Prior to joining the Michael Smith Foundation, Chonnettia held an executive leadership role at the Wellcome Trust in London, where she provided strategic leadership to maximise the impact of Wellcome's funded research and strategic initiatives in global health research. While at Wellcome, she was a founding partner of the Research on Research Institute, an international consortium driving a translational research agenda to make research systems more equitable, diverse and inclusive.

Chonnettia trained as a scientist in developmental neurobiology at Emory University in the US. Following her postdoctoral studies, Chonnettia went on to manage a transdisciplinary, international research program at the Janelia Research Campus, an intramural research campus of the Howard Hughes Medical Institute, to advance innovations in science.

Chonnettia is an active public speaker on issues of equity, diversity and inclusion in research and maintains a long-standing commitment to the mentorship of emerging leaders.

 

Panellists

Dr Becca Wilson (Chair)

Headshot of Rebecca WilsonDr Becca Wilson is an interdisciplinary researcher with a career spanning the space, atmospheric and health sciences. She is currently a research fellow at University of Liverpool developing open source software for the sharing, access and immersive data visualisation of sensitive health data and is also a project specialist in the NIHR ARC North West Coast developing novel data processes that are fundamental to health inequalities research. Becca holds significant expertise in science communication and public engagement – working with schools, museums and funders nationally. She is passionate about increasing diversity in STEM, particularly amongst ethnic minority groups and people with disabilities, and is a disability activist committed to improving inclusivity in the academic sector. In 2020, Becca was named on the Shaw Trust Disability Power 100 List as one of the 100 most influential disabled people in Britain.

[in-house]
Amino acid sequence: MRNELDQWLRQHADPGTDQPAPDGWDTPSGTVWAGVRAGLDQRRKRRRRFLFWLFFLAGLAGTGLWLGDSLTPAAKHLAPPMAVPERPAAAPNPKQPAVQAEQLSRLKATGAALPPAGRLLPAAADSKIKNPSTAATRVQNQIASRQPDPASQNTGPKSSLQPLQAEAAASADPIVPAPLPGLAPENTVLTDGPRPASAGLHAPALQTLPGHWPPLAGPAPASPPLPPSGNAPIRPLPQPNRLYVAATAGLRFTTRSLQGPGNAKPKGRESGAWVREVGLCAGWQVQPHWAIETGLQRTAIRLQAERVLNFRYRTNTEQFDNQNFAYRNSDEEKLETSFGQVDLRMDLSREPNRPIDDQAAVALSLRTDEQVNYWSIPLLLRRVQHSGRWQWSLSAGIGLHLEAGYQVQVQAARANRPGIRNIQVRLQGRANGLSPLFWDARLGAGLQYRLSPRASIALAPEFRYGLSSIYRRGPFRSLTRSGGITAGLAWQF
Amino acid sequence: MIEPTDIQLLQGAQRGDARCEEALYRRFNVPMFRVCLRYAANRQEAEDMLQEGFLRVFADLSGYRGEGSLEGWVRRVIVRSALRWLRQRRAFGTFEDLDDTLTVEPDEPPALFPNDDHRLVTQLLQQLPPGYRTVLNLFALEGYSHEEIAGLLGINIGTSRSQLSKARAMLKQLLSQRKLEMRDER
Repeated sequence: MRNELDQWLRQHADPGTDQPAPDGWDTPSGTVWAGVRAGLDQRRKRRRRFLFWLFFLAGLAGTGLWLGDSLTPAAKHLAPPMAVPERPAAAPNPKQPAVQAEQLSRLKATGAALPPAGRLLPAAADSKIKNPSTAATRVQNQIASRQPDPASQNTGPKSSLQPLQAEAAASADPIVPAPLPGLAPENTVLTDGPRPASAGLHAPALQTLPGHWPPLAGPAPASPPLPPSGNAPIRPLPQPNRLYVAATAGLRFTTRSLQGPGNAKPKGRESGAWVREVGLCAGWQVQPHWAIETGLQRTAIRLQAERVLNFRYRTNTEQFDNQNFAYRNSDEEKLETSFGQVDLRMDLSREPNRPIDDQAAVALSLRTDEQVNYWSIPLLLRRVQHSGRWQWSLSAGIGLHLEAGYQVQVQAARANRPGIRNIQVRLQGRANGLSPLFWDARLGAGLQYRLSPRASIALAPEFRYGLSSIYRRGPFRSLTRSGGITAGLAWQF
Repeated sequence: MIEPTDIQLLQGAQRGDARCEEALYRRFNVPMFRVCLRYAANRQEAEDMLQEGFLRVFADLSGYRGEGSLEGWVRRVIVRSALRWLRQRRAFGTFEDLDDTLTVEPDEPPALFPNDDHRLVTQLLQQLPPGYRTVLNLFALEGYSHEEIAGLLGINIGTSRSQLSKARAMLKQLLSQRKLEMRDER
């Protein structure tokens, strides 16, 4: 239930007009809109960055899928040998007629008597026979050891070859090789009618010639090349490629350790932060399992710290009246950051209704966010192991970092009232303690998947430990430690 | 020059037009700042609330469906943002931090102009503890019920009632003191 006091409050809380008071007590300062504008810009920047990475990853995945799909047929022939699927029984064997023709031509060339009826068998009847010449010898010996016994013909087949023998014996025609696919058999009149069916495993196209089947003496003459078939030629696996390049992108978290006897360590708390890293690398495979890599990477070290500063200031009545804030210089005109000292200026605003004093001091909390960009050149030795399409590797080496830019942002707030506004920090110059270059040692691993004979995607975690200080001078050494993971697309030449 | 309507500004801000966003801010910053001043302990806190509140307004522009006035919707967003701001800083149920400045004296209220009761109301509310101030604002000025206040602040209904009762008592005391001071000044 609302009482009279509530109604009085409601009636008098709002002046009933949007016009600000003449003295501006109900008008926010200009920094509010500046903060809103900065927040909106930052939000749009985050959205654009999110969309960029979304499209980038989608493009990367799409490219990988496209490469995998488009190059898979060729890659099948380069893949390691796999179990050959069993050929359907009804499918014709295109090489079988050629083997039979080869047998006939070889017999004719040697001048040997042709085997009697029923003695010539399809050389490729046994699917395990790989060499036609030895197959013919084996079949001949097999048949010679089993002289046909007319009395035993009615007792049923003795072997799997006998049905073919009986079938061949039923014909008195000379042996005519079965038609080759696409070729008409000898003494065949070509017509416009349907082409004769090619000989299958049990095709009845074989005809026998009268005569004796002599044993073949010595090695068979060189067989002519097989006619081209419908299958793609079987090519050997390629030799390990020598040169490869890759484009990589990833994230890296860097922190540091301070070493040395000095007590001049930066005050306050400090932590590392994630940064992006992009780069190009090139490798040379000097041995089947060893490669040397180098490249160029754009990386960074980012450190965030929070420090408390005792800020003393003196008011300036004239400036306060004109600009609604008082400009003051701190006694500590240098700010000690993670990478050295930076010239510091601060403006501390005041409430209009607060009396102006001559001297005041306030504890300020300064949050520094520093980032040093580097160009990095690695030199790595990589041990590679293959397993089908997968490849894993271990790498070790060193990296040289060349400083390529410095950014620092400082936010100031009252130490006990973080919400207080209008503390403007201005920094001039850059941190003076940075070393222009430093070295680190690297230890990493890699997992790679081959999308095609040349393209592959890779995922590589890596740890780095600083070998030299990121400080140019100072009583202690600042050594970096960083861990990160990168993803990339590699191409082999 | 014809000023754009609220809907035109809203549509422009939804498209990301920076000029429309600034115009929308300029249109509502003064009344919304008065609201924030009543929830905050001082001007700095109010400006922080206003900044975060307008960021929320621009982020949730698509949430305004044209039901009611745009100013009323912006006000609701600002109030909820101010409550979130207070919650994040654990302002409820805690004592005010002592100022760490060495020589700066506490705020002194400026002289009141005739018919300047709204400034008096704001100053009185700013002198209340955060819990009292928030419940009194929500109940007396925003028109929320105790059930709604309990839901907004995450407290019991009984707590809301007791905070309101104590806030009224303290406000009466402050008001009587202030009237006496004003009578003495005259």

Phoenix CS Andrews

Headshot of Phoenix AndrewsPhoenix CS Andrews is close to completion of a PhD in Information Studies at the University of Sheffield, but is better known for their research and writing on politics, fandom and popular culture. They have spoken at conferences about open access and data across the world and their past employment includes a postdoc in Politics at Leeds and an impact research assistantship on the Programming Historian at Sussex.